Improved staffing, better food for residents, increased provider accountability and new powers for the aged care complaints commissioner are some of the priorities for the new aged care minister, Anika Wells.
"Aged care is top priority for the Labor Albanese Government. We brought to the election a five-point plan to reform aged care, including better pay for workers, nurses in residential facilities 24/7, the full 215 care minutes the Royal Commission recommended, better food for residents and more transparency for home care packages," Ms Wells told The Senior.
Ms Wells is responsible for aged care along with senior cabinet minister for health and aged care Mark Butler and assistant health and aged care minister Ged Kearney. Ms Wells is also Minister for Sport.
"Within 24 hours of being sworn in, I wrote to the Fair Work Commission asking it to allow the Government to make a submission in support of aged care workers' call for a pay rise. We have undervalued aged care workers for too long, said Ms Wells.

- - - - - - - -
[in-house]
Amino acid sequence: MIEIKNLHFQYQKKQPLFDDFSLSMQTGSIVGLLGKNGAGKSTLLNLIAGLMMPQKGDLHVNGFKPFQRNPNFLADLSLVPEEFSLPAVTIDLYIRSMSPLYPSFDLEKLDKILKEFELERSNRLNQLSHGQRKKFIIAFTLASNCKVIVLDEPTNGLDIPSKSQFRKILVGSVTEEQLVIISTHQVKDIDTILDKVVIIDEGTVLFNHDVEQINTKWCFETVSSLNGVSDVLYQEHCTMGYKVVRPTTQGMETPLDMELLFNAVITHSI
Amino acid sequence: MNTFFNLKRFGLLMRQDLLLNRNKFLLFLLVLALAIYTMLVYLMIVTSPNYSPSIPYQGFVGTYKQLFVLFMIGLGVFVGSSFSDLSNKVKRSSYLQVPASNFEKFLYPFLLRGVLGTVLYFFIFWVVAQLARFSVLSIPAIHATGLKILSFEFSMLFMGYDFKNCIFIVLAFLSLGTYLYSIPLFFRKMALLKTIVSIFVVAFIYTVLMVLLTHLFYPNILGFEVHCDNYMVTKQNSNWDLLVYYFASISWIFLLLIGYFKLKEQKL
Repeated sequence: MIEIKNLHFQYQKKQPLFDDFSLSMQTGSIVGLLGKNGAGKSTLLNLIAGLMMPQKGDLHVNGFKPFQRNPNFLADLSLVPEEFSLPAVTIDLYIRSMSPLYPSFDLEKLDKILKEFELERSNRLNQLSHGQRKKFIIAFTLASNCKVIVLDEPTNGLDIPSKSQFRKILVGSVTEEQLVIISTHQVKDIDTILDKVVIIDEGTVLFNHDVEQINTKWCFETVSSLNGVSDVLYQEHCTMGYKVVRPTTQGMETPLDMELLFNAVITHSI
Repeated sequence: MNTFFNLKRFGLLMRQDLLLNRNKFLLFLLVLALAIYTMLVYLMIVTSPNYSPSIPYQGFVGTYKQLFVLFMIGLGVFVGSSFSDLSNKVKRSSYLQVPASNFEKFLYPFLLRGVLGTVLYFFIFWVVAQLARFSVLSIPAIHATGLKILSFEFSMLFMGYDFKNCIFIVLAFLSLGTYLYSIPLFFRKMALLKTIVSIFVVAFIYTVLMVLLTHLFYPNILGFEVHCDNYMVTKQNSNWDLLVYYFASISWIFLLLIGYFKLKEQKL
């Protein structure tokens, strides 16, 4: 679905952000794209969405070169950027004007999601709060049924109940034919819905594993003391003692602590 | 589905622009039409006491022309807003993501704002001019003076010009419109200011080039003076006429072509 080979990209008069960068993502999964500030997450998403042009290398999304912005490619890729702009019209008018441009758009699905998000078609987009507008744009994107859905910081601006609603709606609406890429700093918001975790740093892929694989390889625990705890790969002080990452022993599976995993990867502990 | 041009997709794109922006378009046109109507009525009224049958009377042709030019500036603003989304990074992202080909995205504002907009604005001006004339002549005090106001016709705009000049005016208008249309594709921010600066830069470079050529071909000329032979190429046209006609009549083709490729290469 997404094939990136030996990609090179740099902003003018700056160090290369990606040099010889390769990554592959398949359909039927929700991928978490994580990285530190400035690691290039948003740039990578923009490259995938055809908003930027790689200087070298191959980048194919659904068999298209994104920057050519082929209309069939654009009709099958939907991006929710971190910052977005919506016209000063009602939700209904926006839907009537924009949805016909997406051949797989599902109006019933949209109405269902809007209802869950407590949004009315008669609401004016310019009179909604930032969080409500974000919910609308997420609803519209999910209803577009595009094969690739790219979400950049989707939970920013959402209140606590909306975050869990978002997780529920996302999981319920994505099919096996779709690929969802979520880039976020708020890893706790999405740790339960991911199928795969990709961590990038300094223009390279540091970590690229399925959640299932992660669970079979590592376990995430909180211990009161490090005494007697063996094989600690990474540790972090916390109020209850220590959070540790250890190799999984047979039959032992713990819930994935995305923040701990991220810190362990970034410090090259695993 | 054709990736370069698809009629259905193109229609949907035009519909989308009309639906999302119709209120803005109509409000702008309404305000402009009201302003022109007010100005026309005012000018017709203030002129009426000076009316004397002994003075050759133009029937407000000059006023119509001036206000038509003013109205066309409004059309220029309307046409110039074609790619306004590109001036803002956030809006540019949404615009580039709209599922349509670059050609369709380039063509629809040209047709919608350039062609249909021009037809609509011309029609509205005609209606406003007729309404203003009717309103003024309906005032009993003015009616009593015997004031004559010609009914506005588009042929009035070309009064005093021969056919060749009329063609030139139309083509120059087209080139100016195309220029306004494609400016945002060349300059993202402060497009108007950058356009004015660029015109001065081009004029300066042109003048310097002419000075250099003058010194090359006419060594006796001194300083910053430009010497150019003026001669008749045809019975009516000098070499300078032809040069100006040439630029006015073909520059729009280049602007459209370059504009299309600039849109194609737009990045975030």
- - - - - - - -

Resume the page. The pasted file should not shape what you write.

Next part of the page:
"Looking forward, there is much to be done. Australians have shown that they want and expect an aged care system in which older people are genuinely front and centre. They want to have confidence that the aged care system is there to support them and those they love when and where they need it."
Ms Wells said addressing workforce shortages was a top priority.
"And not just mine, but the ministers I work alongside in this space - Workplace Relations Minister, Tony Burke, Immigration Minister, Andrew Giles, and my Senior Cabinet Minister, Mark Butler.
"It's a complex problem that needs a considered solution. We know that there are so many people who have been part of the care and support sector in Australia who have left because remuneration and conditions are not good enough. We want to lift wages so that those people want to come back to the sector. This, plus work in the migration space, will help us grow the aged care workforce."
Ms Wells said she would work with the sector to introduce arrangements for providers to publicly report in detail where they are spending their money.
"This will increase accountability and confidence in the sector that funding is being provided so that older Australians are receiving the best possible care," she said.